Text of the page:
The Upside, Downside, and Bottom Line for Derek Carr
2016 seems like a distant memory when Carr led the Raiders to 12 wins and finished third place in AP MVP voting behind Matt Ryan and Tom Brady. It probably seems like a long time ago because the Raiders followed up their 12-win season with two atrocious years. They finished 2017 with 6 wins and 2018 with 4 wins. For better or worse, Jon Gruden returns in his second year as the head coach and the Raiders are looking to turn the corner.
The starting skilled position players surrounding Carr has changed dramatically. The Raiders added wide receivers Antonio Brown, Tyrell Williams, J.J. Nelson, and Hunter Renfrow and rookie running back Josh Jacobs. Tight end, Darren Waller, was with the team last year but he will take over as the starter because Jared Cook went to New Orleans. Carr is coming off a career-low 19 touchdowns. He has a good chance to improve, as he will lean heavily on one of the best route runners in the league, Antonio Brown. Brown can help Carr return to his 2016 form when the team’s top weekly wide receiver finished as the WR6.
In his first season with the Raiders, Brown is clearly the team’s top receiver. Last season, Jared Cook led the team with 101 targets and Jordy Nelson was second with 88 targets. Cook moved to New Orleans and Nelson retired. Brown should have a lot of opportunities because the Raiders lead the NFL in vacated targets, 359. Brown caused a lot of drama recently but is looking to put his helmet issues behind him and focus on building rapport with Carr.
Brown’s PPR Season Totals Since 2013
Williams was with the Chargers in 2018 but will now be playing alongside Carr. Williams’ broke out in 2016 with 69, nice, receptions, 1,059 yards, and seven touchdowns. However, he only averaged 42 receptions and 690 yards over the last two years. Increased opportunity with the Raiders could help Williams become a more consistent player. However, he is unlikely to match his career-high numbers from 2016.
Waller’s workout metrics are ridiculously good. Per Player Profiler, his 40-yard dash time, 4.46 seconds, ranks in the 99th percentile and his speed score, 131.6, ranks in the 99th percentile. He was drafted in 2015 by the Baltimore Ravens as a wide receiver but transitioned to playing tight end. Oakland’s offensive coordinator, Greg Olson, said Waller is currently the top tight end on the depth chart.
Jacobs was not used as a true three-down running back at Alabama because Nick Saban had two NFL caliber running backs. He was in a running back committee with Damien Harris, who was drafted by New England in the third round. Jacobs is expected to get the lion’s share of attempts above teammates Jalen Richard and Doug Martin. Oakland might face negative game scripts on a regular basis so Jacobs’ role in the receiving game will help provide Carr with a reliable check-down option.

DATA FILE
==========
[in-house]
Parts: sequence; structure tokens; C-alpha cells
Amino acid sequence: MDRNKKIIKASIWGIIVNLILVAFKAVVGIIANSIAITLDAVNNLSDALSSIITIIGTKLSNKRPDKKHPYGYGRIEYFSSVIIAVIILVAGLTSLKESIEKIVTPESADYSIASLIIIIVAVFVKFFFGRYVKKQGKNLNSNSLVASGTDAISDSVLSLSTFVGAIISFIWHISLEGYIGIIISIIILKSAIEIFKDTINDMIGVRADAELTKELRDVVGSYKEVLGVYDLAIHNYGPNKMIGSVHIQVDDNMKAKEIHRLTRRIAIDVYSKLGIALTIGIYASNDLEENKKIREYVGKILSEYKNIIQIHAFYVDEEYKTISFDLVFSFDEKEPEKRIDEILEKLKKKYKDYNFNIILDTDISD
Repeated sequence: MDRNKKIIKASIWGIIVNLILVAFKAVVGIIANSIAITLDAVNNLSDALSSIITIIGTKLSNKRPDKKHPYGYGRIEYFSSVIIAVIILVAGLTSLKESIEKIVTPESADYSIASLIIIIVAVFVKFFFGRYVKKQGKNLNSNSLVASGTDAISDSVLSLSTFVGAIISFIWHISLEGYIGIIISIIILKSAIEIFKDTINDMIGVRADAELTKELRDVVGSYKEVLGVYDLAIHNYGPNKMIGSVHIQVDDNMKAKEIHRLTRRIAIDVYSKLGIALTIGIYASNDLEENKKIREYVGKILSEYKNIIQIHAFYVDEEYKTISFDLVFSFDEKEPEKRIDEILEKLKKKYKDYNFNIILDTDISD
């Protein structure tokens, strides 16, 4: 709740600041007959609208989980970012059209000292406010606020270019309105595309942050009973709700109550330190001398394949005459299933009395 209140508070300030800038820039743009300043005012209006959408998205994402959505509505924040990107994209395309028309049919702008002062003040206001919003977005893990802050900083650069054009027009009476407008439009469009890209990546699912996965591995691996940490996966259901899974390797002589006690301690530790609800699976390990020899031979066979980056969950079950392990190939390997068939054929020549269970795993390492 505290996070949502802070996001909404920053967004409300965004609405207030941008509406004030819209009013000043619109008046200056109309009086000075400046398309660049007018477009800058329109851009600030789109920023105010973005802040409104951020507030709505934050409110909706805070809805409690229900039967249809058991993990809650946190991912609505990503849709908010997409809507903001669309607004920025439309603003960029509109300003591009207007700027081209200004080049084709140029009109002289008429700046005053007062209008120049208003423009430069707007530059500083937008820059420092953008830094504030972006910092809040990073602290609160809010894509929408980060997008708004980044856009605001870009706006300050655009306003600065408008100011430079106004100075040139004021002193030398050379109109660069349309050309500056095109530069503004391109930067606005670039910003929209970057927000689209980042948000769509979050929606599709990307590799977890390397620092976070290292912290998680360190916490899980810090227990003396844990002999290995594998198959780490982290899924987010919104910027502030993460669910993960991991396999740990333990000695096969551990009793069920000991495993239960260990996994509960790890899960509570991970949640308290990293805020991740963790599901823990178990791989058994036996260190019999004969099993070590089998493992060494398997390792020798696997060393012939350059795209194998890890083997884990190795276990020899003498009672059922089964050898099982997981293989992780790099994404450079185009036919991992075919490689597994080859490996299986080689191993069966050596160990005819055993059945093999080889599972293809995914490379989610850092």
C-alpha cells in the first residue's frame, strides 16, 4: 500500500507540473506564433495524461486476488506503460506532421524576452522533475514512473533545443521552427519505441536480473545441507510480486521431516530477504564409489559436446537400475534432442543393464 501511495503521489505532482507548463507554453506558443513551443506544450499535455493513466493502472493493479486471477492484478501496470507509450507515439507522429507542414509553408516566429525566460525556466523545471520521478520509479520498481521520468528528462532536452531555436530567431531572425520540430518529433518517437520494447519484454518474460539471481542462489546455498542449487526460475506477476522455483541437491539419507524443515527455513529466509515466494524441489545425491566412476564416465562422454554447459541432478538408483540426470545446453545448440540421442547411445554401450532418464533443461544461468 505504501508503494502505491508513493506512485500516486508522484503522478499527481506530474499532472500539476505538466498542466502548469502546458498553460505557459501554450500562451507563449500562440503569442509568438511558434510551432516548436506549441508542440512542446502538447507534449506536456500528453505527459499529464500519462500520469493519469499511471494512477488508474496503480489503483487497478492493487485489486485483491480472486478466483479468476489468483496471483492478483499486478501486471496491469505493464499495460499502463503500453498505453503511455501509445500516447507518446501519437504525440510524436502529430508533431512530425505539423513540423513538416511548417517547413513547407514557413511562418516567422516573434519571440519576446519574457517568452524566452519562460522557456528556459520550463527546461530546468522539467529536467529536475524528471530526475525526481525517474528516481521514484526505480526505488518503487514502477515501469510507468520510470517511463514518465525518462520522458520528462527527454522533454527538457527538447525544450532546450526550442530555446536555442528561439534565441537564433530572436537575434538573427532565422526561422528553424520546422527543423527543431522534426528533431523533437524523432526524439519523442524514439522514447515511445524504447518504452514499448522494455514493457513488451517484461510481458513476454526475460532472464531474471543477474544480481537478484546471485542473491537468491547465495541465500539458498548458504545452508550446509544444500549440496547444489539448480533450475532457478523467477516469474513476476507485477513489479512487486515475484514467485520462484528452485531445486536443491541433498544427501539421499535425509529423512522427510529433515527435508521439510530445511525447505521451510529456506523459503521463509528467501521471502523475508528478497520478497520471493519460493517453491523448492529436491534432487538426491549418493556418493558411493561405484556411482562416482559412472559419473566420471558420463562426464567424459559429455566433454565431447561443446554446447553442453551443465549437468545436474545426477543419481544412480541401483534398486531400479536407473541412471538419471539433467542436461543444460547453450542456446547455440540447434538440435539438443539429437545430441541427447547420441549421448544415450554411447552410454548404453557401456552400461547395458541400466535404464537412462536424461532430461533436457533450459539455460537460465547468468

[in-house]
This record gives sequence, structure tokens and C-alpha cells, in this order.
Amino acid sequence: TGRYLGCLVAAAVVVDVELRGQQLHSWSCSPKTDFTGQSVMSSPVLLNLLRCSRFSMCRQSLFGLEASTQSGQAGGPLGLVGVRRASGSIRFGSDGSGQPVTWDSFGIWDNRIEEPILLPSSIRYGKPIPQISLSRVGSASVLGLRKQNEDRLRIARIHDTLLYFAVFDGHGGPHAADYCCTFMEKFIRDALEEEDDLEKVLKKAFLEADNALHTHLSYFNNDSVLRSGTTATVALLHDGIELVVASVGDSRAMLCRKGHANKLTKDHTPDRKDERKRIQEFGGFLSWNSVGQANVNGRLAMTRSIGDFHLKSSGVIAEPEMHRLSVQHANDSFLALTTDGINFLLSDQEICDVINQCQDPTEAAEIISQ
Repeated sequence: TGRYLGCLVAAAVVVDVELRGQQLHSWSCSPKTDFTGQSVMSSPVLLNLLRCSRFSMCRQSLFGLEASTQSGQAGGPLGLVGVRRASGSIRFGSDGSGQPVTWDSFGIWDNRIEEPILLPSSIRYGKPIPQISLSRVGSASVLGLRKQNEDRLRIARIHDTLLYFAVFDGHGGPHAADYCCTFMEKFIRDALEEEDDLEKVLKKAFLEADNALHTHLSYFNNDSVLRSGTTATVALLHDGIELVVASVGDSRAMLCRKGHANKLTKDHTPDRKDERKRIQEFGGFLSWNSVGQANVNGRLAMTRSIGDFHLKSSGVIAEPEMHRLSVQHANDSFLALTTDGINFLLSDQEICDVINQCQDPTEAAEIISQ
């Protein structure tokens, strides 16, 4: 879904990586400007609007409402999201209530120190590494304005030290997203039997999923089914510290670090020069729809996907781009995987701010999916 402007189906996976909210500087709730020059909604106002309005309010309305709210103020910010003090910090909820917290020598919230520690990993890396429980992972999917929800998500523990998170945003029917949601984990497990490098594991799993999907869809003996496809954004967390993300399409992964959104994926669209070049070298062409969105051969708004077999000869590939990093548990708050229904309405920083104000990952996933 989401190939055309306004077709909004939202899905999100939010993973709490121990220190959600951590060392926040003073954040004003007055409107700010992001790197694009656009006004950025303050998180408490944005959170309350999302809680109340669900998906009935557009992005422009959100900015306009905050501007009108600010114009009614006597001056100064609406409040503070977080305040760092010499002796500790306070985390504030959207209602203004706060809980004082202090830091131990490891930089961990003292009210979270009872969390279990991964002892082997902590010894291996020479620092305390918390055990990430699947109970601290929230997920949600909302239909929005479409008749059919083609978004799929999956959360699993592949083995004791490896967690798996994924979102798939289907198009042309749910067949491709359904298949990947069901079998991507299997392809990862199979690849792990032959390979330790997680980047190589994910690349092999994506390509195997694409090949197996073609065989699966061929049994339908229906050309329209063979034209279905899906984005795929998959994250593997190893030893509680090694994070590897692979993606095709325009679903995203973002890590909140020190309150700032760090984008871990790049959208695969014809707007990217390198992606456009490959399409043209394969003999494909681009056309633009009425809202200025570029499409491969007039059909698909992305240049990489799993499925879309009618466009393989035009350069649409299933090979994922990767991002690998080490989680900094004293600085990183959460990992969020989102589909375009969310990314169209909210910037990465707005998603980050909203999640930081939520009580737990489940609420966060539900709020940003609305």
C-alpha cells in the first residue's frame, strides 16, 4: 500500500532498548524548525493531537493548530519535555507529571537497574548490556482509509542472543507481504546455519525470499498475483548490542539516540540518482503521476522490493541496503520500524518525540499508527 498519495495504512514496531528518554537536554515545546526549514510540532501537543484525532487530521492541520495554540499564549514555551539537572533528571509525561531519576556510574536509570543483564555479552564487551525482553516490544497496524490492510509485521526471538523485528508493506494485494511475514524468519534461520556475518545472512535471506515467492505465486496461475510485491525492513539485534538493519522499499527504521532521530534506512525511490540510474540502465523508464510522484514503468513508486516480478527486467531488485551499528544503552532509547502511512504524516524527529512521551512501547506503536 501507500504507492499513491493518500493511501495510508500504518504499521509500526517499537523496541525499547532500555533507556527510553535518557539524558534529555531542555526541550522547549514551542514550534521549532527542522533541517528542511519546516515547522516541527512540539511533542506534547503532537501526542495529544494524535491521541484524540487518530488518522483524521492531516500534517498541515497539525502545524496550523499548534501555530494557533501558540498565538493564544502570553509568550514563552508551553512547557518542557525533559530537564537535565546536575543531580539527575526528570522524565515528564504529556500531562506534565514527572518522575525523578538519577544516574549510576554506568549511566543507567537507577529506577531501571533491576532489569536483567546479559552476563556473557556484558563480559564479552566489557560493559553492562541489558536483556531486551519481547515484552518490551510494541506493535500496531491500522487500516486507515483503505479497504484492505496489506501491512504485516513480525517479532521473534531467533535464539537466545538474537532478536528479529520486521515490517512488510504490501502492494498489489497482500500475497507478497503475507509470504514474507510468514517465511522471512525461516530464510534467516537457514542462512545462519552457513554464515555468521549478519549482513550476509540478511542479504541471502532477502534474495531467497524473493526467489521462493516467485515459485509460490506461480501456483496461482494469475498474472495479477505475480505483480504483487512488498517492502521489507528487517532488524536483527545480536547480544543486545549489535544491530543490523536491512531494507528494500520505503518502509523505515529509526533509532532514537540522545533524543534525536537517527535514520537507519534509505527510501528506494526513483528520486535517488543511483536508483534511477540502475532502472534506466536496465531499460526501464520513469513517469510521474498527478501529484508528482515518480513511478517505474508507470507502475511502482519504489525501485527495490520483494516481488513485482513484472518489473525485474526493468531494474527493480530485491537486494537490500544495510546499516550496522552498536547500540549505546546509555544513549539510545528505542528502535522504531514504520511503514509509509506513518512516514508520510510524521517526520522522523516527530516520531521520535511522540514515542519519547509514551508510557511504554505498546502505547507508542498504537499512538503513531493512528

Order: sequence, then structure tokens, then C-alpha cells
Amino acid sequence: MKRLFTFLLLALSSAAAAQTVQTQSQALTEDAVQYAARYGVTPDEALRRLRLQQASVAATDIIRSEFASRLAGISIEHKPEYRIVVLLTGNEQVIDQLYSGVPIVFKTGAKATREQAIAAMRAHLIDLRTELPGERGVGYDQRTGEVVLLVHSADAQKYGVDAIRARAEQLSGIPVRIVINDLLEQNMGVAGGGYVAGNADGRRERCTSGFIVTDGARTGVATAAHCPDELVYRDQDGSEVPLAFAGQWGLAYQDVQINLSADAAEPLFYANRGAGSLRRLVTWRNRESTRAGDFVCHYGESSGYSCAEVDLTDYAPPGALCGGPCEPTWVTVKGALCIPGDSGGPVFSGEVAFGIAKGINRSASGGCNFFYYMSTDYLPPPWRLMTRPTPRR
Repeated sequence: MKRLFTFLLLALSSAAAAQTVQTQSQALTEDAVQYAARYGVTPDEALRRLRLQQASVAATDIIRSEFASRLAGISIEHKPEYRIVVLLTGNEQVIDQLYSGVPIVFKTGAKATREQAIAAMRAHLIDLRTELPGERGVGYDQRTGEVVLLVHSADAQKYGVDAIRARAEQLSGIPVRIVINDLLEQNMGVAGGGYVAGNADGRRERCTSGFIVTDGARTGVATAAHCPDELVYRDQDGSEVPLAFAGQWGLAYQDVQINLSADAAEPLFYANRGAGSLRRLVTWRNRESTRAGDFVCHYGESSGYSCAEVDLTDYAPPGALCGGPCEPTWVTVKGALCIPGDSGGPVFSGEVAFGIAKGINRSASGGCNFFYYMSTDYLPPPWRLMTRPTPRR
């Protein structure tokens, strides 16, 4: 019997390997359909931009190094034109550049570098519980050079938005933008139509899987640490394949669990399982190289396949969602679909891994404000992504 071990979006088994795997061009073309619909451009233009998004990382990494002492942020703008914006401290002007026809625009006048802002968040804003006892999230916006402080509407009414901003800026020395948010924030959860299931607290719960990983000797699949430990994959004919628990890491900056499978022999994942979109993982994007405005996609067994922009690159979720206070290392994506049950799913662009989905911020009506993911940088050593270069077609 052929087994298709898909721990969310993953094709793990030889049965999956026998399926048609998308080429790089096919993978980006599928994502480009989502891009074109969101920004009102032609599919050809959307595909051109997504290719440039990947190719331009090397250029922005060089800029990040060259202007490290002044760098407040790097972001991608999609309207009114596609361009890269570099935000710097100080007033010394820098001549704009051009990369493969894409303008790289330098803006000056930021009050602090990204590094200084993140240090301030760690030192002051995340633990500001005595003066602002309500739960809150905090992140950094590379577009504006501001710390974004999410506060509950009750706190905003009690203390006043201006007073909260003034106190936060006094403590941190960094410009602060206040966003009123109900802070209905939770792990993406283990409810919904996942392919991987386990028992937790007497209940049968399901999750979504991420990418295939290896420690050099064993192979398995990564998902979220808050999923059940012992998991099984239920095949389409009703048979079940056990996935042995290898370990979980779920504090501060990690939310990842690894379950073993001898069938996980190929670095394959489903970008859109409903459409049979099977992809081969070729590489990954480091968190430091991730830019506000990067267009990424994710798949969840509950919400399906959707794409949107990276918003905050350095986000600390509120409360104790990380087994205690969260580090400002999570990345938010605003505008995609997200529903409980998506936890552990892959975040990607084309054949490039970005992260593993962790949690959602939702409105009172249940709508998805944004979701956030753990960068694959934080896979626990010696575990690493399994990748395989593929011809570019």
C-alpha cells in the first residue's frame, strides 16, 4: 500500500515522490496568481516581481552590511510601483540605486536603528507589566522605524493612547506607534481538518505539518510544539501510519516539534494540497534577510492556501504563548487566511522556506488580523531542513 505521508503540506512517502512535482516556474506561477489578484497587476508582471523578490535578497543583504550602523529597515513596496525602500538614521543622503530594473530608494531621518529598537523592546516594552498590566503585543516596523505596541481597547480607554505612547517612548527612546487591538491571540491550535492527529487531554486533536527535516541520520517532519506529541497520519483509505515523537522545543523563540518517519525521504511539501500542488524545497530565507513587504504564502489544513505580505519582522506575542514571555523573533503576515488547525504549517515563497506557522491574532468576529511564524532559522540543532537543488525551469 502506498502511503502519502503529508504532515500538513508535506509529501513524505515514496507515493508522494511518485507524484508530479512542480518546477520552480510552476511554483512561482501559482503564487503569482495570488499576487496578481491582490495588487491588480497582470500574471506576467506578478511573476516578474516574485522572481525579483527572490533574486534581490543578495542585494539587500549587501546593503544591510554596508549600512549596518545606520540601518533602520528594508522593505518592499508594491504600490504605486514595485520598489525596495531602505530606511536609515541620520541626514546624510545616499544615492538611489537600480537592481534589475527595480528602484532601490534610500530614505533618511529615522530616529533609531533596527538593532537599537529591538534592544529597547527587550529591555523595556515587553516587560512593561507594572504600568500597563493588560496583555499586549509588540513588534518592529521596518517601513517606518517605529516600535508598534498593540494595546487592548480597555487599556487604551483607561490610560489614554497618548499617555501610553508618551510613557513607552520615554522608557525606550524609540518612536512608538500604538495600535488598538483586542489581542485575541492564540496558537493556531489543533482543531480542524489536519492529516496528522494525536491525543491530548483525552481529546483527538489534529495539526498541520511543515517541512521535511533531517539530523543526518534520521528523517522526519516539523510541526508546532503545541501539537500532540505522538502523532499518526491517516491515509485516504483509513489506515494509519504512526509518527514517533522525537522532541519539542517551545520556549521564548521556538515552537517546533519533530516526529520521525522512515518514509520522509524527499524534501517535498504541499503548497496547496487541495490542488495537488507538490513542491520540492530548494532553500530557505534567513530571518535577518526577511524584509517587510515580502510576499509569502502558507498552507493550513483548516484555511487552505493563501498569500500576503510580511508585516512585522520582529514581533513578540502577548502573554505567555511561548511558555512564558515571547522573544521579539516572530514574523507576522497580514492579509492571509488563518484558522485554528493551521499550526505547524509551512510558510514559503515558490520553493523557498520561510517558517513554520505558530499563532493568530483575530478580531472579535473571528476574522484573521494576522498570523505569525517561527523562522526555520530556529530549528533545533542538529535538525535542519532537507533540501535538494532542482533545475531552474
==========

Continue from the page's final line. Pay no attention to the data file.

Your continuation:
The offensive line ranked 26th in pass protection, per Football Outsiders. They are projected to face the sixth most difficult pass rush schedule, per Warren Sharp. Carr also averaged the least amount of time to throw in the NFL, 2.55 seconds per Next Gen Stats. He will need improved offensive line play to take advantage of the new offensive weapons. Taking a step in the positive direction may be a tall order because offensive line expert, Justin Edwards, has Oakland’s line ranked 20th. it doesn’t help that Richie Incognito is suspended for the first two games.
The Raiders averaged the fifth lowest number of points per game with 18.1. This number must increase dramatically for the team to stay competitive. Gruden could rely heavily on Carr because they will face a slew of high scoring offenses, including Kansas City, LA Chargers, Indianapolis, Chicago, Green Bay, and Houston. Carr’s fantasy numbers could benefit from frequently playing in negative game script situations against these high-powered offenses. Carr might be game scripted into attempting more passes but it may not matter if the offensive line does not give him enough time to throw.
The team improved their offensive weapons and it will be entertaining to see if Carr develops any chemistry with his new teammates on HBO’s Hard Knocks. He has potential but his wide range of outcomes makes him a risky draft pick. He should only be drafted as a backup quarterback in deep leagues or superflex leagues. In traditional leagues with five or six bench spots, he should be targeted as a weekly streaming option when facing favorable defensive matchups.
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